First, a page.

Re: Pater Noster in Wenedyk
|From:||Barry Garcia <barry_garcia@...>|
|Date:||Saturday, September 7, 2002, 23:33|
>A few questions:
>"a nos": is it common in Romance Pater Nosters to use this addition? I
>in Spanish and Aingeljã as well, but AFAIK no Germanic translation has it.
Well the line: Veñia a nos etú reino.
means: That it may come to us, your reign, so the subjunctive is being
used here to indicate "thy kingdom come". As far as I can tell, it's
fairly common, at least in the following Ibero-Romance languages:
Mozarabic, Sanabrian Asturian, Western Asturian, Mirandés, Estremaduran,
Brazilian Portuguese, Galician, and Eonavian Galician.
Interestingly in Aragonese, the line is "Bienga ta nosotros o reino"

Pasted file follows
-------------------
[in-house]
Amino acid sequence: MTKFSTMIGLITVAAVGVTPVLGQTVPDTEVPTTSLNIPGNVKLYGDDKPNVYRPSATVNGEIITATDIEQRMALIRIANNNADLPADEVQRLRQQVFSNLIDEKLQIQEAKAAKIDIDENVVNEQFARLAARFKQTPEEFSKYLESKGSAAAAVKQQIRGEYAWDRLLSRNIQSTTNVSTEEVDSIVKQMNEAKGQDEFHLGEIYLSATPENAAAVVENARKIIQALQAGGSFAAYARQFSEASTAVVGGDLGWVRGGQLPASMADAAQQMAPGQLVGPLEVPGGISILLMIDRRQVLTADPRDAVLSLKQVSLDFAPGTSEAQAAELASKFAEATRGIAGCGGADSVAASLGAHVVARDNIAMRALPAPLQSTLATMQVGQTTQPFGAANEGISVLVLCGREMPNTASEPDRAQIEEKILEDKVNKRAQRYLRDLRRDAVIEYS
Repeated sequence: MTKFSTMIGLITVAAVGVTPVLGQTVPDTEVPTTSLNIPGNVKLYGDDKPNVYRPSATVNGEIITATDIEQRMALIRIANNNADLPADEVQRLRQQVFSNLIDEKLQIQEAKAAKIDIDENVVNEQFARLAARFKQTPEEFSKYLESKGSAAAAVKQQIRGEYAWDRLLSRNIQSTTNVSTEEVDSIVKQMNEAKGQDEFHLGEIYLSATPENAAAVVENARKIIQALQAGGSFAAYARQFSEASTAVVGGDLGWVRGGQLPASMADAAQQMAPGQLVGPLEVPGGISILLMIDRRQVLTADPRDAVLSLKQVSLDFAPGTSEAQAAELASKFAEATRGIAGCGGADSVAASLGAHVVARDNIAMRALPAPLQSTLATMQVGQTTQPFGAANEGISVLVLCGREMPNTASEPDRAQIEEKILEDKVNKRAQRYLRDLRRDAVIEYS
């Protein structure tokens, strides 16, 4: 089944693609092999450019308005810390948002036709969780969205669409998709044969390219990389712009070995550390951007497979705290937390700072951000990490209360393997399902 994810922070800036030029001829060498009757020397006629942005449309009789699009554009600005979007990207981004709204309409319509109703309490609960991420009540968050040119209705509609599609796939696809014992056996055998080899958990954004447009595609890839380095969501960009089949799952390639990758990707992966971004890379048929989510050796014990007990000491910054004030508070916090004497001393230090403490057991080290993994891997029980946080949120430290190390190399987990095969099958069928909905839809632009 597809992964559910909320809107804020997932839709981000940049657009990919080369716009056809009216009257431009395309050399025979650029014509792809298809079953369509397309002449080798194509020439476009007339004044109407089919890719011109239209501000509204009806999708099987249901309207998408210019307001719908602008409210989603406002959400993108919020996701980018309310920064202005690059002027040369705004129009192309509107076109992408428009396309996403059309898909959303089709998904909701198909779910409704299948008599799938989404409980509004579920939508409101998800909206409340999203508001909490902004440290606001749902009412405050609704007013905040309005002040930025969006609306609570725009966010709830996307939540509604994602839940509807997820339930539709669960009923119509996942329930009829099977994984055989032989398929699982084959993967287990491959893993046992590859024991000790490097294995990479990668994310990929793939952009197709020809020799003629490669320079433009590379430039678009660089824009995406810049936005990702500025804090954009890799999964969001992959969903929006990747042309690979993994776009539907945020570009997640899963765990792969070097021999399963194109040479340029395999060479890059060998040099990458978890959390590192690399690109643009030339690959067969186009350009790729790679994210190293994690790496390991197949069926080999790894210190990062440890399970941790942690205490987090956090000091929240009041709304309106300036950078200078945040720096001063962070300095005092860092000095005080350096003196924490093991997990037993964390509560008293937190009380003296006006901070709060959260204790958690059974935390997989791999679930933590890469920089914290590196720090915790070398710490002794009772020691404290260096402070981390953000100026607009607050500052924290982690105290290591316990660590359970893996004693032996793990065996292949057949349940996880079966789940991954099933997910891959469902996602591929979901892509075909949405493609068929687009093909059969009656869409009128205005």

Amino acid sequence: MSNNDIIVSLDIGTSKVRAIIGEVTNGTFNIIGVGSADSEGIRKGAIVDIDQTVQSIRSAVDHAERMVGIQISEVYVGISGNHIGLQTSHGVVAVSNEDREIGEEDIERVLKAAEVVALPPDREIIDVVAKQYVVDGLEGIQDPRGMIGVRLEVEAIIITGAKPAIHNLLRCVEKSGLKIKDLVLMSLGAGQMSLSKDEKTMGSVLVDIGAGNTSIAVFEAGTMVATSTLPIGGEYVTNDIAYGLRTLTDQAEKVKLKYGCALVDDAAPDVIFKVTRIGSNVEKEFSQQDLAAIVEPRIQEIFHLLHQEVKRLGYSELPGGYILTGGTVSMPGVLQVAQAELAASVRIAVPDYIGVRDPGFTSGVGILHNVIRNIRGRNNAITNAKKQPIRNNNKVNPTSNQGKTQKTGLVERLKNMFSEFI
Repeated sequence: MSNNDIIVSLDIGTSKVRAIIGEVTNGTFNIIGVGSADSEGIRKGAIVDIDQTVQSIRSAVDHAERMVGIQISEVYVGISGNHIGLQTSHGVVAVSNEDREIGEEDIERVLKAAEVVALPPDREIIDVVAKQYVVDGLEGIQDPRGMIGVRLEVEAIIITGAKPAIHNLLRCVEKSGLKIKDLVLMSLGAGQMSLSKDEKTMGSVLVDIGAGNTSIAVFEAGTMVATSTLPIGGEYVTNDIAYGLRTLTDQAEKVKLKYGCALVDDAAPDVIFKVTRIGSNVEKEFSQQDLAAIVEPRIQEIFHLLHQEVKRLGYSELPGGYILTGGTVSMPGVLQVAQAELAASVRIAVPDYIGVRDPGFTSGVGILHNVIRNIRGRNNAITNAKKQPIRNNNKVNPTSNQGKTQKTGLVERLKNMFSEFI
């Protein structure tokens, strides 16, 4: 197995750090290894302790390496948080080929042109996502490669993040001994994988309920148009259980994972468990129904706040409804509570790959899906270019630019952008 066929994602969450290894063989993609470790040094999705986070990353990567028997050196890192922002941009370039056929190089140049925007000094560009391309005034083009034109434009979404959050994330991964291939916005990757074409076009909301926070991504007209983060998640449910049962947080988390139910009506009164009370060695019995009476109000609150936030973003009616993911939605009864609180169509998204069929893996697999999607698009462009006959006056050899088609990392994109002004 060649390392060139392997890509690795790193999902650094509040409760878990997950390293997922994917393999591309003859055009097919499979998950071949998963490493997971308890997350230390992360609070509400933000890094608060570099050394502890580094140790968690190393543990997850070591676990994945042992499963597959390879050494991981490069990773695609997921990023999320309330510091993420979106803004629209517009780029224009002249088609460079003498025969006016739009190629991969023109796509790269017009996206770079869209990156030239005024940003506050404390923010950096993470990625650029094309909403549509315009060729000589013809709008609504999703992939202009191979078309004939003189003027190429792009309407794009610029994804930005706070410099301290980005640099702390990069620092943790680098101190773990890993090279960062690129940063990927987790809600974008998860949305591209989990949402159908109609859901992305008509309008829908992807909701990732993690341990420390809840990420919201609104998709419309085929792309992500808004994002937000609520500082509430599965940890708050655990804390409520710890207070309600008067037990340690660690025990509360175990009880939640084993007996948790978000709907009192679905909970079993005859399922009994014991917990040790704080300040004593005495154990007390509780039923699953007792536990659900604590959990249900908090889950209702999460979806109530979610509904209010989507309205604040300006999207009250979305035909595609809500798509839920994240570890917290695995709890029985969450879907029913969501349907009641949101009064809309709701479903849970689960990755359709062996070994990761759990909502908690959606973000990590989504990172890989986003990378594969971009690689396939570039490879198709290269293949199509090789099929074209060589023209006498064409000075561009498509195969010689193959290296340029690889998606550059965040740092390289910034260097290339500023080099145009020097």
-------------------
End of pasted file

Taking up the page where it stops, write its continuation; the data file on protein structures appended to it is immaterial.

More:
I suppose different versions may or may not have it.
>"danosle": where does that come from?
In Montreiano as in Spanish, it's common for the object and indirect
object pronouns to become clitics and suffixed to the verb:
Da - give (command) nos - (to) us le - it
>"caer": what does that mean?
Caer is from the Latin word "Cadere" and means "To fall"
>"livranos": is this really supposed to be one word?
Yes, it follows the same form as danosle:
Livra - free, nos - us
With commands the pronoun is often cliticized:
Dame! - give (to) me!
Faulanos! - talk to us!
No the moth dont care when he sees the flame
The moth dont care if the flame is real
Cause flame and moth got a sweetheart deal
And nothing fuels a good flirtation
Like need, and anger, and desperation